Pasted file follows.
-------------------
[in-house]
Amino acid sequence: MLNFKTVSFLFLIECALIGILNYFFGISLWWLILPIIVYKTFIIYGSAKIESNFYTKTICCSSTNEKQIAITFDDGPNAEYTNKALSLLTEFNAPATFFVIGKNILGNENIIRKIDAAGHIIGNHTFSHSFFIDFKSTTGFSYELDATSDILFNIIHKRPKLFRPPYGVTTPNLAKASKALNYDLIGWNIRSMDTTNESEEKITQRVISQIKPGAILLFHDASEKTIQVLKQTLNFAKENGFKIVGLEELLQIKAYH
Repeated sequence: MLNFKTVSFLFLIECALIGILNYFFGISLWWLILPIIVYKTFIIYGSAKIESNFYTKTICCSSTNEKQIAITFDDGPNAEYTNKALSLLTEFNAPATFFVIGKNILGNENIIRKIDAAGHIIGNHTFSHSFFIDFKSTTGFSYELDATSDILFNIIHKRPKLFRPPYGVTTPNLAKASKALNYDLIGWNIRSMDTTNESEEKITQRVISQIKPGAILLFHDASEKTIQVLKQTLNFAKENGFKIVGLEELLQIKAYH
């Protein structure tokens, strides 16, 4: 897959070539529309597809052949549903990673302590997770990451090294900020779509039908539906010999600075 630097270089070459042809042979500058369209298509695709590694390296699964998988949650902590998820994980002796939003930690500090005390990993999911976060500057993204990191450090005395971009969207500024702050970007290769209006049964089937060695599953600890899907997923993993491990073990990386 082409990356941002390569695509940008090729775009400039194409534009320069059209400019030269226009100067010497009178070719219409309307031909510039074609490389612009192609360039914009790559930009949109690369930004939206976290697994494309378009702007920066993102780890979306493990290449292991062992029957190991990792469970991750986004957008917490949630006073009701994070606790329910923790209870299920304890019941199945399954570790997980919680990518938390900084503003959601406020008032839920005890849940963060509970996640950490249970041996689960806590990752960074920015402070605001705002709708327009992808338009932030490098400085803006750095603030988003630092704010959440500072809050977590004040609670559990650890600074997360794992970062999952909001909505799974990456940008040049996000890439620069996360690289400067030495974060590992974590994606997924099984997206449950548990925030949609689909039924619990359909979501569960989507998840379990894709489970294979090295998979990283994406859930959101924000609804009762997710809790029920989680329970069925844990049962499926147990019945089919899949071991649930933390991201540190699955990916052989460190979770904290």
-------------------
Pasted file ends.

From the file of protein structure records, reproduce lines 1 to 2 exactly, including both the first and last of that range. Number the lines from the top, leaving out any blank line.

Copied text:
[in-house]
Amino acid sequence: MLNFKTVSFLFLIECALIGILNYFFGISLWWLILPIIVYKTFIIYGSAKIESNFYTKTICCSSTNEKQIAITFDDGPNAEYTNKALSLLTEFNAPATFFVIGKNILGNENIIRKIDAAGHIIGNHTFSHSFFIDFKSTTGFSYELDATSDILFNIIHKRPKLFRPPYGVTTPNLAKASKALNYDLIGWNIRSMDTTNESEEKITQRVISQIKPGAILLFHDASEKTIQVLKQTLNFAKENGFKIVGLEELLQIKAYH